So I ended part 1 with my first pregnancy, which had a starting weight of around 200 pounds. I gained 35 or 40 pounds during the pregnancy, and never lost much of it. When my daughter was still a baby, I decided to try out vegetarianism, mostly for ethical reasons, but also hoping to lose all the weight I had gained in the previous few years. I stuck with it for a coupe of years. Unfortunately, it just seemed to make things worse. I couldn't lose weight, I felt bloated and irritable all the time, and I was always exhausted. We also tried unsuccessfully to get pregnant for over 6 months before I couldn't take it any more and gave up trying. I even tried veganism for a few months, but that really made me feel awful (though out of embarrassment I told my vegan friends that I felt great on it, I just couldn't stick with it! I figured I must be doing something really wrong to feel so bad on what was supposedly the healthiest way to eat!) Of course, now I know more about the problems soy can cause, and the downfalls of veg*n diets. Eventually I decided that if I was going to be fat and feel like crap, I might as well get to eat meat!
The one lasting benefit of my stint with vegetarianism was that it forced me learn how to cook. All the food we ate growing up was processed and canned, and my mother rarely cooked anything "from scratch." So when I was 18 and married with a baby, I had no clue how to cook. Because we live in a rural area with few vegetarian convenience foods (back then, anyway!) I had no choice but to learn to cook. I am grateful for that!
Generally we ate the "standard American diet," and it wasn't until I finally got pregnant with our second daughter that I began to develop an interest in healthier eating. But, I was still very much trapped by the "low-fat, high-carb" mentality. I gained 40 or 45 pounds with that pregnancy and did lose all of it in 4 months thanks to a successful breastfeeding relationship that time around, but I was still pretty overweight. I kept eating low-fat, restricting calories pretty significantly, and started working out at Curves. I did lose another 40 and got down to a size 10 (a pretty nice size for my height and body shape), and while I certainly felt better than I did in my veg*n days, I was still tired, still irritable, and still plagued with the heavy, painful periods I'd suffered since puberty started. I just assumed I would always be that way and kept up with my low-fat, low-calorie diet and exercise 3-5x a week, hoping to to lose another 10 or 15 pounds. But then came my pregnancy with daughter number three, and my largest pregnancy weight gain so far (over 50 pounds!) The second I dropped the low-fat diet, my weight piled right back on. Talk about frustrating!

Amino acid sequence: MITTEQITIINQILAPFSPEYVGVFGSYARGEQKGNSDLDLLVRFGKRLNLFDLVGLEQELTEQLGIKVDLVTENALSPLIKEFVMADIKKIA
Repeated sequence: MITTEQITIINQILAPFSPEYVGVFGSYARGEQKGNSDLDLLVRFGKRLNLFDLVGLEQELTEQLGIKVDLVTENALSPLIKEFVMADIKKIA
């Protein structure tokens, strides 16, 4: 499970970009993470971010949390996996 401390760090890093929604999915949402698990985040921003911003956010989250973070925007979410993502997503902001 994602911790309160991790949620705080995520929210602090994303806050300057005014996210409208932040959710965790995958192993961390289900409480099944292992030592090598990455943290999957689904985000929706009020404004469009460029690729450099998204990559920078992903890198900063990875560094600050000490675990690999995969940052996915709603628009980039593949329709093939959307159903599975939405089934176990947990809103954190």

But, I told myself that if I did it once, I could do it again. I found I couldn't get myself back into the low-fat and calorie way of eating (breastfeeding makes you ravenous!), and also decided to cancel my gym membership to help save money. I only managed to lose half of my pregnancy weight gain before I found myself in the ER one evening with a ruptured fallopian tube from an ectopic pregnancy. I'd been unaware I was pregnant and had written off my abdominal pain as gas until it was unbearable and my husband insisted on taking me in. Good thing, too, because by the time they took me into emergency surgery I had hemorrhaged over a liter of blood into my abdomen (the doctor who did the surgery told my husband and my mother that if I had gone to bed that night instead of coming into the ER, I would have bled to death in my sleep). I was very weak for quite awhile afterward, due to the blood loss, and gained about 10 pounds. I got pregnant again just a couple months later, and after ectopic pregnancy was ruled out and we heard a strong heartbeat at my 12 week appointment, I assumed everything would keep going on normally.
Sadly, I started bleeding at 16 weeks and ultra-sound confirmed the baby (a boy) had died 2 weeks earlier. I won't go into the details here, but suffice to say it was extremely emotionally and physically traumatic. I had already gained some weight during the pregnancy, and I easily gained another 10 or 15 afterward from depression.
So, I started my 6th pregnancy with extra weight from 3 pregnancies and the aftermath of 2 miscarriages. Thankfully, this pregnancy (a boy!) went well. I gained 40 pounds and quickly lost almost 30 (again, yay breastfeeding!), but now I've "plateaued" and the weight isn't coming off easily. About halfway through my last pregnancy, I began learning about traditional foods from a woman from my church. I read Nina Planck's Real Food: What to Eat and Why and loved it! It made so much sense, and after seeing it all laid out, it seemed so obvious that this was a common sense way to eat. I quickly picked up Nourishing Traditions and started implementing the principles there. Of course, with holidays at that point being right around the corner, and having a junk food junkie of a husband, I certainly haven't been following it anywhere near the extent that I should, and so my weight has stayed the same. But now with the new year upon us and the holidays over, I feel very ready to dive in head first! Because I am breastfeeding, I don't currently plan to move onto phase 2 (or, if I do, so that I can cook for my cooking challenged husband who desperately needs the phase 2, I will add enough calories back in to stay around 2500). Yes, I know the book doesn't recommend even phase 1 for pregnant or nursing moms, but after going through every recipe in the two weeks of phase 1, I feel confident that it's a heck of a lot more nutritious than how I've been eating over the last few weeks! But of course, I will add in calories if need be.
Thanks for reading!